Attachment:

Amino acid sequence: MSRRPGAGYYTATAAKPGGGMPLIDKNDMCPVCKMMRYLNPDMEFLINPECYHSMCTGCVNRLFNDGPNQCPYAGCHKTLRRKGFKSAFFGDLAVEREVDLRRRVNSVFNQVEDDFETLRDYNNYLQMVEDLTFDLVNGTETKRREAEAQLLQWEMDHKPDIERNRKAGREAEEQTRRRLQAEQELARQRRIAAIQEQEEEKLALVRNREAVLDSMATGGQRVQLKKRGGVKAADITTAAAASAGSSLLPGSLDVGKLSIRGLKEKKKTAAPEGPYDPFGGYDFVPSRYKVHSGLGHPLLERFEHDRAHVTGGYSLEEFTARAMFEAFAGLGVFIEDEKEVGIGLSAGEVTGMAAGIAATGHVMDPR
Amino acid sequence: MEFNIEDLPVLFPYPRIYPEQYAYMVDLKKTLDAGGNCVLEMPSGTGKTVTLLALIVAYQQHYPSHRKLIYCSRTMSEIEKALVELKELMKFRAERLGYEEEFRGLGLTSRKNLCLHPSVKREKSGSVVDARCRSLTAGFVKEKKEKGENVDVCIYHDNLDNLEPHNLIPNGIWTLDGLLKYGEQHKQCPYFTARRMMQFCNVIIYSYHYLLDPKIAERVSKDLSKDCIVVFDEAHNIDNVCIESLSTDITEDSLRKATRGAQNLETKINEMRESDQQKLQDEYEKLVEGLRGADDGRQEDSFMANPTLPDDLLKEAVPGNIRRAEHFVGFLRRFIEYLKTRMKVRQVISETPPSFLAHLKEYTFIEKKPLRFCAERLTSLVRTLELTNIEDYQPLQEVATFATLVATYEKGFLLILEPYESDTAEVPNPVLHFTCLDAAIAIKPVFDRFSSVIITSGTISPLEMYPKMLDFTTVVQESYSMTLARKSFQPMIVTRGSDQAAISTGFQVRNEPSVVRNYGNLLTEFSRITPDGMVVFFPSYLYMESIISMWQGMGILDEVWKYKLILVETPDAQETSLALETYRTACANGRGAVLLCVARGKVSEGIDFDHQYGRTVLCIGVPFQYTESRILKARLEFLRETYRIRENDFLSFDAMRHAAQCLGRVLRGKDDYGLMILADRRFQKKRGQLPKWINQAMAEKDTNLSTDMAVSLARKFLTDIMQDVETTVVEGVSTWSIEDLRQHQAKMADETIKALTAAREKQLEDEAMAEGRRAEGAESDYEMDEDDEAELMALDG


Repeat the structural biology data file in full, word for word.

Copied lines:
Amino acid sequence: MSRRPGAGYYTATAAKPGGGMPLIDKNDMCPVCKMMRYLNPDMEFLINPECYHSMCTGCVNRLFNDGPNQCPYAGCHKTLRRKGFKSAFFGDLAVEREVDLRRRVNSVFNQVEDDFETLRDYNNYLQMVEDLTFDLVNGTETKRREAEAQLLQWEMDHKPDIERNRKAGREAEEQTRRRLQAEQELARQRRIAAIQEQEEEKLALVRNREAVLDSMATGGQRVQLKKRGGVKAADITTAAAASAGSSLLPGSLDVGKLSIRGLKEKKKTAAPEGPYDPFGGYDFVPSRYKVHSGLGHPLLERFEHDRAHVTGGYSLEEFTARAMFEAFAGLGVFIEDEKEVGIGLSAGEVTGMAAGIAATGHVMDPR
Amino acid sequence: MEFNIEDLPVLFPYPRIYPEQYAYMVDLKKTLDAGGNCVLEMPSGTGKTVTLLALIVAYQQHYPSHRKLIYCSRTMSEIEKALVELKELMKFRAERLGYEEEFRGLGLTSRKNLCLHPSVKREKSGSVVDARCRSLTAGFVKEKKEKGENVDVCIYHDNLDNLEPHNLIPNGIWTLDGLLKYGEQHKQCPYFTARRMMQFCNVIIYSYHYLLDPKIAERVSKDLSKDCIVVFDEAHNIDNVCIESLSTDITEDSLRKATRGAQNLETKINEMRESDQQKLQDEYEKLVEGLRGADDGRQEDSFMANPTLPDDLLKEAVPGNIRRAEHFVGFLRRFIEYLKTRMKVRQVISETPPSFLAHLKEYTFIEKKPLRFCAERLTSLVRTLELTNIEDYQPLQEVATFATLVATYEKGFLLILEPYESDTAEVPNPVLHFTCLDAAIAIKPVFDRFSSVIITSGTISPLEMYPKMLDFTTVVQESYSMTLARKSFQPMIVTRGSDQAAISTGFQVRNEPSVVRNYGNLLTEFSRITPDGMVVFFPSYLYMESIISMWQGMGILDEVWKYKLILVETPDAQETSLALETYRTACANGRGAVLLCVARGKVSEGIDFDHQYGRTVLCIGVPFQYTESRILKARLEFLRETYRIRENDFLSFDAMRHAAQCLGRVLRGKDDYGLMILADRRFQKKRGQLPKWINQAMAEKDTNLSTDMAVSLARKFLTDIMQDVETTVVEGVSTWSIEDLRQHQAKMADETIKALTAAREKQLEDEAMAEGRRAEGAESDYEMDEDDEAELMALDG